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May 24, 2017
  • Higher-Dose NSAIDs Raise AMI Risk, Especially in First Month After Initiation

    NSAIDs might be good alternatives for pain management, but prescribers should still be careful how they use them. That’s according to a new study finding that the anti-inflammatory medications raise the risk of heart attack even within the first month of use. Were any of the drugs safer than others?

  • Longer Use of Hormone Therapy Linked to Menopausal Hearing Loss
    While previously assumed that reduction of estrogen after menopause leads to hearing loss in older women, a new study suggests the answer could be more complex. Find out why researchers believe that use of oral hormone therapy also plays a role.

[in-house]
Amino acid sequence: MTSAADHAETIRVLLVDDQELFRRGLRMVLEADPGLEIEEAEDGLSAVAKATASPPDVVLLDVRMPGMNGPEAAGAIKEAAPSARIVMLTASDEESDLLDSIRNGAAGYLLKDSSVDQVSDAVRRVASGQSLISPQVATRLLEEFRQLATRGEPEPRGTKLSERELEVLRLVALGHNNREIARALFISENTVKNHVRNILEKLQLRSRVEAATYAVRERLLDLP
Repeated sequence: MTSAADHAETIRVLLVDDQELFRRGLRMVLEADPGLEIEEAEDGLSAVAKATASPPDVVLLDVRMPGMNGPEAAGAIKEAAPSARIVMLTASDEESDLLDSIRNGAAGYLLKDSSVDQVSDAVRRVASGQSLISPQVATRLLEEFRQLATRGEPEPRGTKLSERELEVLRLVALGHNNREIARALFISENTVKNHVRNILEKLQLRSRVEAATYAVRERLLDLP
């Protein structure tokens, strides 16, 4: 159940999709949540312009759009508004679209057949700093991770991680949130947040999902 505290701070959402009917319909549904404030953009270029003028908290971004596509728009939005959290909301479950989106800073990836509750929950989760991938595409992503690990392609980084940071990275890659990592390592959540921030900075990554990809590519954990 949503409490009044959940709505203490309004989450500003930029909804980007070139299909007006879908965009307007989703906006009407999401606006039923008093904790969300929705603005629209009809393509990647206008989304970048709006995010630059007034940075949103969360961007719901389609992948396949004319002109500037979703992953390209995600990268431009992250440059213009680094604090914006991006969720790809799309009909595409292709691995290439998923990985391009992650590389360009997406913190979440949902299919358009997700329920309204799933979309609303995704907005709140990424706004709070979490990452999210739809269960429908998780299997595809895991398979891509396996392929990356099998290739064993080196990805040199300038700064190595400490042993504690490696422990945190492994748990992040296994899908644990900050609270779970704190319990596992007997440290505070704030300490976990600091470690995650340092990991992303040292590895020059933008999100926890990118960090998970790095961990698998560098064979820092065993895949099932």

• Study Uncovers Safety Issues With Beta Interferon for Multiple Sclerosis
    Used to treat multiple sclerosis for years, beta interferon has been assumed to have relatively few side effects. A British Columbia study finds the medication is still relatively safe but raises concerns about therapy-related problems such as stroke, migraine, depression, and blood abnormalities. Here is more information.
  • Smoking-Cessation Drugs Found Safe for
    COPD Patients

    Concerns about adverse side effects have kept many chronic obstructive pulmonary disease (COPD) patients from receiving effective antismoking medications. Now, a new study suggests those worries might be overblown, and that bupropion or varenicline appear safe for lung-disease patients. Here are more details.

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